Wed January 26, 2011 By: Saloni Agrawal

In K, L,M, N shells,in the N shell it can accommodate 32 electrons. So why the outermost shell can accommodate only 8 shells?

Expert Reply
Thu January 27, 2011
Dear Student
The shells are divided into subshells also.

An atom's electron shells are filled according to the following theoretical constraints:

  • Each s subshell holds at most 2 electrons
  • Each p subshell holds at most 6 electrons
  • Each d subshell holds at most 10 electrons
  • Each f subshell holds at most 14 electrons
  • Each g subshell holds at most 18 electron
In K we have only 1 subshell that is s, so maximum number of electrons in K shell is 2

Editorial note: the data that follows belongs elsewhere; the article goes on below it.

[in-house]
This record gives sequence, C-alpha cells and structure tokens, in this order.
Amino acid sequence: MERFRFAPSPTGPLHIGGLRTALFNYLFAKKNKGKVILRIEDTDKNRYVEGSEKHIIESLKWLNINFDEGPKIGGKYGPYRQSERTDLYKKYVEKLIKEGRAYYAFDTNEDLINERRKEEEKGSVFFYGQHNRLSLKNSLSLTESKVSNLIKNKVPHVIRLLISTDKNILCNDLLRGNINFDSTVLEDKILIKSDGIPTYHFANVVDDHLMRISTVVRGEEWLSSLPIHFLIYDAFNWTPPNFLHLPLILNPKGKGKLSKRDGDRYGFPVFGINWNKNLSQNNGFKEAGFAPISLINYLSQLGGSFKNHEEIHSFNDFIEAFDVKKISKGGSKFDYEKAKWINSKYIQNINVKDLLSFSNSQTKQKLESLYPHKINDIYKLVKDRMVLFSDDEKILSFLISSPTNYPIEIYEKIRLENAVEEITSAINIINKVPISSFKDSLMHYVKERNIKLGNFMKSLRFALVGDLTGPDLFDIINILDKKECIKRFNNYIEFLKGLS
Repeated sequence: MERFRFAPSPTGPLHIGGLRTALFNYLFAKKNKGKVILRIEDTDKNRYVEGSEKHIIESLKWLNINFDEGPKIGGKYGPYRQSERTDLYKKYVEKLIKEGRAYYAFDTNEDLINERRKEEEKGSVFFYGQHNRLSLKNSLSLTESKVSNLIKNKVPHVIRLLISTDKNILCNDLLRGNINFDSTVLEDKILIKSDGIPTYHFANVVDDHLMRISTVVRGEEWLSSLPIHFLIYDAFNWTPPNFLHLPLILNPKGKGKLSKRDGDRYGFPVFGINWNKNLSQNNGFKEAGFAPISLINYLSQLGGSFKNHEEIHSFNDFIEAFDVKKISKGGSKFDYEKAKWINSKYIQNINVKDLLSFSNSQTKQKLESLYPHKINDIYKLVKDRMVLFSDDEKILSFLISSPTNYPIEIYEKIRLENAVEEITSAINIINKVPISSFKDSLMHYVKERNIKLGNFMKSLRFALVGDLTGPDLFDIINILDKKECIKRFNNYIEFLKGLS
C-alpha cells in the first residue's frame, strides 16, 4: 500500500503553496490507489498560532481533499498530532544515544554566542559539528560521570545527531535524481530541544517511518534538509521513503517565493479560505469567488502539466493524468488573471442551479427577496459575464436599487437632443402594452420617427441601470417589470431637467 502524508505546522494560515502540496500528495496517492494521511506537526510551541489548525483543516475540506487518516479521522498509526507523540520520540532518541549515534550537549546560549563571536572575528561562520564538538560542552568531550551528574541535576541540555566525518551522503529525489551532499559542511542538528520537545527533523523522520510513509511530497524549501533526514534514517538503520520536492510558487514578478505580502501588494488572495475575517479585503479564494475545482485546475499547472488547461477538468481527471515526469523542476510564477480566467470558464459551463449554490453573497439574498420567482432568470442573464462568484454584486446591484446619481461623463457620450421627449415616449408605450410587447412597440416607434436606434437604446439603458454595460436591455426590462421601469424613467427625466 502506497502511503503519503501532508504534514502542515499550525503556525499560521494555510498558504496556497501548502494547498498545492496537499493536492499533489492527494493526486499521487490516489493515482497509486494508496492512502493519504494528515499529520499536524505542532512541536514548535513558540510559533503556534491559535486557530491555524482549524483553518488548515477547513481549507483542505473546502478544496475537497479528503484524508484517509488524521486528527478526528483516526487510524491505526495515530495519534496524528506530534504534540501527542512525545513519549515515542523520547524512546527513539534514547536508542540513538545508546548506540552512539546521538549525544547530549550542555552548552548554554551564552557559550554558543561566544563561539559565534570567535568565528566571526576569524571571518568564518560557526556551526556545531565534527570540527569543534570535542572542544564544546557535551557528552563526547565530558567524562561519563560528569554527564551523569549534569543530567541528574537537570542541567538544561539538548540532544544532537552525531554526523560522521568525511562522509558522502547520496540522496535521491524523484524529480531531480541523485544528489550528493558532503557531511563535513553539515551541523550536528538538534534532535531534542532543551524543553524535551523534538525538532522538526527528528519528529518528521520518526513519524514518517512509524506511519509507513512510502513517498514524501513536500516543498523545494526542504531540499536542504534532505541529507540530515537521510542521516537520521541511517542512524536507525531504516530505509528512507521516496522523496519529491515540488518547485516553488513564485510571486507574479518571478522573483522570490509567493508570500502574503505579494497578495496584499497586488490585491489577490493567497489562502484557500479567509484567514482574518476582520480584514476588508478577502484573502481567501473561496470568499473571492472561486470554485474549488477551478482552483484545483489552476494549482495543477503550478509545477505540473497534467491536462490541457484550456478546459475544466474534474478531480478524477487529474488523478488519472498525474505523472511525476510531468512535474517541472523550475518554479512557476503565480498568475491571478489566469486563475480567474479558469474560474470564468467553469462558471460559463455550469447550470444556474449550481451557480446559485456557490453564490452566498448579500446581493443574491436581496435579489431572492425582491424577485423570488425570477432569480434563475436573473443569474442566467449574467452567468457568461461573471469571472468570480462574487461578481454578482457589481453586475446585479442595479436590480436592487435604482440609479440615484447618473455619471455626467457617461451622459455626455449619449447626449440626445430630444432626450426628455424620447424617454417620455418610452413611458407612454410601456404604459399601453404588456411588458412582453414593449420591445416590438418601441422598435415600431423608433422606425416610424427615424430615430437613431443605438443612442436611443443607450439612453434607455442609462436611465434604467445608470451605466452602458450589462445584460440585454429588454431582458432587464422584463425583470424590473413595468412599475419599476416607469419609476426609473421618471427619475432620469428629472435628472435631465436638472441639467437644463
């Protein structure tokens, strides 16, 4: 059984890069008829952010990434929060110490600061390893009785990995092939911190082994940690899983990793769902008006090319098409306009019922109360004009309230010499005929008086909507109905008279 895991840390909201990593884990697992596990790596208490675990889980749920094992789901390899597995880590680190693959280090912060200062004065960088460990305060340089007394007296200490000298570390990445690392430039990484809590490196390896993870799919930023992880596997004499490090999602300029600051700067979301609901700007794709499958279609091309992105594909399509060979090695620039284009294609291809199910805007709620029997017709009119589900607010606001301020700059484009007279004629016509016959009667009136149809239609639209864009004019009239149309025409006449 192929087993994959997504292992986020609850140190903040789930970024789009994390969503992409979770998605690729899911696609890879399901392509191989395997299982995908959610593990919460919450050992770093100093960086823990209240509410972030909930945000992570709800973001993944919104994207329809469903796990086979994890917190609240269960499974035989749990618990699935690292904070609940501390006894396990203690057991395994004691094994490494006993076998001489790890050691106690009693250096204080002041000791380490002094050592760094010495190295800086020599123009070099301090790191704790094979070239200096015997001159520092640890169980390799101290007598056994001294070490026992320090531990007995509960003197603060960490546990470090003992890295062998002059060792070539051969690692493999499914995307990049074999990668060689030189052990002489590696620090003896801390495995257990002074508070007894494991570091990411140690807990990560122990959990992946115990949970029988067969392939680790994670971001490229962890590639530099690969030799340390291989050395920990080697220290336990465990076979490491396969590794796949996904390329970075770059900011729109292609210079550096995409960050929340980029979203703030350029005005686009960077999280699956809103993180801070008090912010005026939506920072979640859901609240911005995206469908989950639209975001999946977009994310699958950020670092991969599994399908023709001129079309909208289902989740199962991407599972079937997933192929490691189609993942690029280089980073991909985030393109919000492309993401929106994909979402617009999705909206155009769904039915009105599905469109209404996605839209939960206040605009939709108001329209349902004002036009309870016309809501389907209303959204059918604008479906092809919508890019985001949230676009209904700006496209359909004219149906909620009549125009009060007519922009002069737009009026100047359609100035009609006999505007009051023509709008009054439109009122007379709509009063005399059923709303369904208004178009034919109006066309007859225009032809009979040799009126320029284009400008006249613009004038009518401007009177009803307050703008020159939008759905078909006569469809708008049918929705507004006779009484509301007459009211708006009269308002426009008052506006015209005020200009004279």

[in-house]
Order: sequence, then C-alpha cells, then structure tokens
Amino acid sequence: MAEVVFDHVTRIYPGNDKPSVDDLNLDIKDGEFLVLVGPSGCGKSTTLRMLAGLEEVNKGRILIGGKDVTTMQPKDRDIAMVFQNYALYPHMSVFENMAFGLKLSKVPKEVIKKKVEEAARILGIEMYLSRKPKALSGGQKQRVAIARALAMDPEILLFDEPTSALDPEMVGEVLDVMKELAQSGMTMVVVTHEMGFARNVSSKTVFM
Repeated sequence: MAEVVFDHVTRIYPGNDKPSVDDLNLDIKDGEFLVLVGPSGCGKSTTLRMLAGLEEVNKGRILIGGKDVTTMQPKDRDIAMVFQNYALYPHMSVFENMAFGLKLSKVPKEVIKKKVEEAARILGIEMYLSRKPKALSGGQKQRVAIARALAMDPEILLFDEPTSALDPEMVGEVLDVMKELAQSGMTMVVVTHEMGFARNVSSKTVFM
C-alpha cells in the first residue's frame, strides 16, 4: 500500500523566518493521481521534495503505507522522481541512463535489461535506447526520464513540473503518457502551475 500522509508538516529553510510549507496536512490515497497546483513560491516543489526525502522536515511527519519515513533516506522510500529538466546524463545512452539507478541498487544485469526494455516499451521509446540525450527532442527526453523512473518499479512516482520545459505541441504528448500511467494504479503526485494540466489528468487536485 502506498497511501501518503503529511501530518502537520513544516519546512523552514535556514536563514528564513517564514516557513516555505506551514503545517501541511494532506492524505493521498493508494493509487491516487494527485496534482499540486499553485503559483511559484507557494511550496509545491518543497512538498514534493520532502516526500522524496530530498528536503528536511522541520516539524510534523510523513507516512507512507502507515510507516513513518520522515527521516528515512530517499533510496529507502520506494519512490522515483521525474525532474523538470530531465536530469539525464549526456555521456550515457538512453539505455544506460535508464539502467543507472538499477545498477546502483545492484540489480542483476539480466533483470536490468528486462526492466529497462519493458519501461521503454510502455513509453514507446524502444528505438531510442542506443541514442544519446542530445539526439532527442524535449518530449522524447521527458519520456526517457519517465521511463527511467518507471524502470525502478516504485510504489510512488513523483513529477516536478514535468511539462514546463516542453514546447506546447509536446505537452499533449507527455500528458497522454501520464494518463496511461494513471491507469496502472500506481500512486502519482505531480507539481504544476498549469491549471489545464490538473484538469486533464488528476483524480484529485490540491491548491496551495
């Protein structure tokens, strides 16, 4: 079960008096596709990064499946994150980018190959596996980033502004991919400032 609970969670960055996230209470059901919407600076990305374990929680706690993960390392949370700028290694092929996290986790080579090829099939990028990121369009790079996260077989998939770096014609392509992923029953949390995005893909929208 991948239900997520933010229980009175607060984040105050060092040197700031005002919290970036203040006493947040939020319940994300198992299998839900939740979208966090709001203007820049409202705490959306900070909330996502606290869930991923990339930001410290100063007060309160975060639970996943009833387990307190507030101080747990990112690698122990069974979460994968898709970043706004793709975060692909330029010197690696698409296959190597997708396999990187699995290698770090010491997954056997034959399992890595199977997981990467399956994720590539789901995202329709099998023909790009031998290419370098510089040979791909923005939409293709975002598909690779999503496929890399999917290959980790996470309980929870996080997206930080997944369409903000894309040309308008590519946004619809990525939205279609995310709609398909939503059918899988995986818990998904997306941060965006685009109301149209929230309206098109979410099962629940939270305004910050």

In L we have 2 subshell that is s and p, so maximum number of electrons in L shell is 2+ 6= 8
In M we have 3 subshell that is s, p and d so maximum number of electrons in M shell is 2+6+10.
In N we have s, p, d and f subshells, so maximum number of electrons in N shell is 2+6+10+14 = 32 electrons.
During filling of electrons the following rules are considered.
  1. Orbitals are filled in the order of increasing n+l;
  2. Where two orbitals have the same value of n+l, they are filled in order of increasing n.
So, we follow this order for filling the orbitals:

1s, 2s, 2p, 3s, 3p, 4s, 3d, 4p, 5s, 4d, 5p, 6s, 4f, 5d, 6p, 7s, 5f, 6d, and 7p


We hope that clarifies your query.
Ask the Expert